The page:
One person’s belief is another person’s superstition. This became clear during one of my classes for my anthropology degree. I’ve never been one to avoid black cats or walking under ladders. I do have a tendency to avoid cracks in the pavement, but that’s more a mild OCD than superstition. It’s been very difficult to find something that I believe that others would call superstition, but that’s why my opening sentence is so true.
Yesterday, my father and his wife had a combined 70th/60th birthday party with a hippy theme. Fiona and I decided to fly up so that she wouldn’t lose valuable assignment-writing time on the road. We’d taken time out of our schedules to scrounge bits and pieces for our costumes and were looking forward to catching up with all my relatives.
As we were waiting in line to be checked by Security, Fiona swore. We were coming back the following day so we only had carry on luggage and she’d forgotten to remove her nail scissors. Sure enough, they were taken away before we were allowed into the airport.
We rushed through to our gate lounge and found that our flight wasn’t listed. It had been cancelled due to fog at our destination. The airline instead gave us lunch vouchers and booked us on a flight that didn’t arrive until after the party had started.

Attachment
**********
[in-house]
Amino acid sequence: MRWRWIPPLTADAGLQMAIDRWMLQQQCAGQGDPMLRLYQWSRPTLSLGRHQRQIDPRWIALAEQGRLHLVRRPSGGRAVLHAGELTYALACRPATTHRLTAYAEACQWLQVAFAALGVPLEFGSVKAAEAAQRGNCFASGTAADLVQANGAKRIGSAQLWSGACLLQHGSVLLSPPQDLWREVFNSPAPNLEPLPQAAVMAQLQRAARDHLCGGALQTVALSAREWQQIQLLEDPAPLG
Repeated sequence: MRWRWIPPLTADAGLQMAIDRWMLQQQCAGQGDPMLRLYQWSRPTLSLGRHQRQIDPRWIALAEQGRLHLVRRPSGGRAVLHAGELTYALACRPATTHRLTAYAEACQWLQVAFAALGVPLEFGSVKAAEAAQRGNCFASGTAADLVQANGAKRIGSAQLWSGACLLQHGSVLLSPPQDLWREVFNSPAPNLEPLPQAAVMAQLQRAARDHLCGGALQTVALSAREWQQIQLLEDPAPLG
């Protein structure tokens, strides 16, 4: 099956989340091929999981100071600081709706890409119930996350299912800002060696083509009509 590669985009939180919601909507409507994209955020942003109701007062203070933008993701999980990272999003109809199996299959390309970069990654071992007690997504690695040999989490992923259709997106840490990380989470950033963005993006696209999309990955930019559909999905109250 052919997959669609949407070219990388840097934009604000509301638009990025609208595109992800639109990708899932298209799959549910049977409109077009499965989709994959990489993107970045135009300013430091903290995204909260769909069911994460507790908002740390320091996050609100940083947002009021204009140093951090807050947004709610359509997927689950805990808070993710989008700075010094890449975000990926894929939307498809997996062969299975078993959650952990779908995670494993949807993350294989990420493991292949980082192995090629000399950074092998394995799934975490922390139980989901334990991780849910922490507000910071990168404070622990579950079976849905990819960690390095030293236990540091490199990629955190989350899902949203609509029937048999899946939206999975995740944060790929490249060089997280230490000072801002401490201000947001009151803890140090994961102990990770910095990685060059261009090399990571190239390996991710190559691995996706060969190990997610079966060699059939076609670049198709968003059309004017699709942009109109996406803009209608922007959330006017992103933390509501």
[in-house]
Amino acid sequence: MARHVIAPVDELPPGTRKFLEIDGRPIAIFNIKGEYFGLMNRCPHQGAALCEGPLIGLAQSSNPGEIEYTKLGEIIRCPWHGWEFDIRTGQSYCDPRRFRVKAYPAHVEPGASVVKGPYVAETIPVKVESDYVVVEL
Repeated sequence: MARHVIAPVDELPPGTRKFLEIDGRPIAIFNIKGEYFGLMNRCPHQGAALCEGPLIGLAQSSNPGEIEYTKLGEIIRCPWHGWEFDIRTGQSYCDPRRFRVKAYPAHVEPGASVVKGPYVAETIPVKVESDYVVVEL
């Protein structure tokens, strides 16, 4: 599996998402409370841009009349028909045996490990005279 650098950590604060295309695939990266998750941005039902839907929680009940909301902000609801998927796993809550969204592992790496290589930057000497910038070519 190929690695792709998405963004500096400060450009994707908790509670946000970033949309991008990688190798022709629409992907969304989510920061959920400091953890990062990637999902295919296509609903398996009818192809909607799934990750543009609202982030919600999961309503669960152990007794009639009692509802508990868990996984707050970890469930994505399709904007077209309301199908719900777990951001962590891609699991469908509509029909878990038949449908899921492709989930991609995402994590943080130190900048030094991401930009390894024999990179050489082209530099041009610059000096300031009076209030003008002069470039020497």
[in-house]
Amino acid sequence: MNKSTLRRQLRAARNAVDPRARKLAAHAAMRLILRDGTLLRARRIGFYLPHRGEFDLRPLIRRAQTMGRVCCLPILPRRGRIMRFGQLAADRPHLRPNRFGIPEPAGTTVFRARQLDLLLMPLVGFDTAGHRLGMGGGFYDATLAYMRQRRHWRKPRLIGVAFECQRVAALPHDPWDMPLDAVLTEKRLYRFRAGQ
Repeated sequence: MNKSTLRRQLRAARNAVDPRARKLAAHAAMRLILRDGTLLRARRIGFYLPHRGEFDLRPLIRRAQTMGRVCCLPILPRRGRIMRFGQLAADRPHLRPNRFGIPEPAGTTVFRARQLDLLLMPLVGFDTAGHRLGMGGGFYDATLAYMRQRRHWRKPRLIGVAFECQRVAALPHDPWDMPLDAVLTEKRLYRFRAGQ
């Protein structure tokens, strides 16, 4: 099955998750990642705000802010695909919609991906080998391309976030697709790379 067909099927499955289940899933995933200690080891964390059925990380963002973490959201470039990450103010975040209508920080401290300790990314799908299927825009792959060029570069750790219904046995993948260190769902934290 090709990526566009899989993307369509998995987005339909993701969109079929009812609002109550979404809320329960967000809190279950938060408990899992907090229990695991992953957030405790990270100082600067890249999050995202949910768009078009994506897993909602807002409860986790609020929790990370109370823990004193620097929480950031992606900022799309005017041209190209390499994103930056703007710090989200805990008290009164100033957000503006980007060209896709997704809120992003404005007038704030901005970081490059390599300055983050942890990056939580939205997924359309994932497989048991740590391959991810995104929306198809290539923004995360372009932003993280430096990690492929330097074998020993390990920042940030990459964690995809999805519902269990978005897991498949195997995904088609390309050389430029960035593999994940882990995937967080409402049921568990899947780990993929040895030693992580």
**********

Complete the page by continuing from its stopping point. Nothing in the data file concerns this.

“That’s two,” Fiona told me. “I’m not looking forward to the third problem.”
“There won’t be a third one,” I said, ever optimistic.
“There will. Good things and bad things always come in threes.”
Even after two years in Bhutan, where I discovered the power of superstition, I scoffed at the idea. “Only if you want them to.” I left her to settle in a quiet corner of the airport where she could continue working on her assignment and spent the next 8 hours wandering around the small airport, returning regularly to the bookshop. It didn’t have Dragon Bones in stock, I noticed.
Fiona was still nervous when we got on the plane and even I breathed a sigh of relief when we actually took off. Mum would pick us up from the airport and rush us to the hotel where we’d get changed and hopefully arrive at the party in time for dinner. The plane began it’s descent through the clouds and I caught Fiona’s nerves. If there was a third problem, it had to come soon.
Suddenly, the plane picked up speed and angled upwards. “Ladies and gentlemen,” the flight attendant announced, “the cloud cover is too low and your safety is our first priority so we’re heading back to Sydney.”
Fiona looked across at me and didn’t need to say “I told you so.” One person’s superstition is another person’s belief.
What belief do you have that others might call superstition?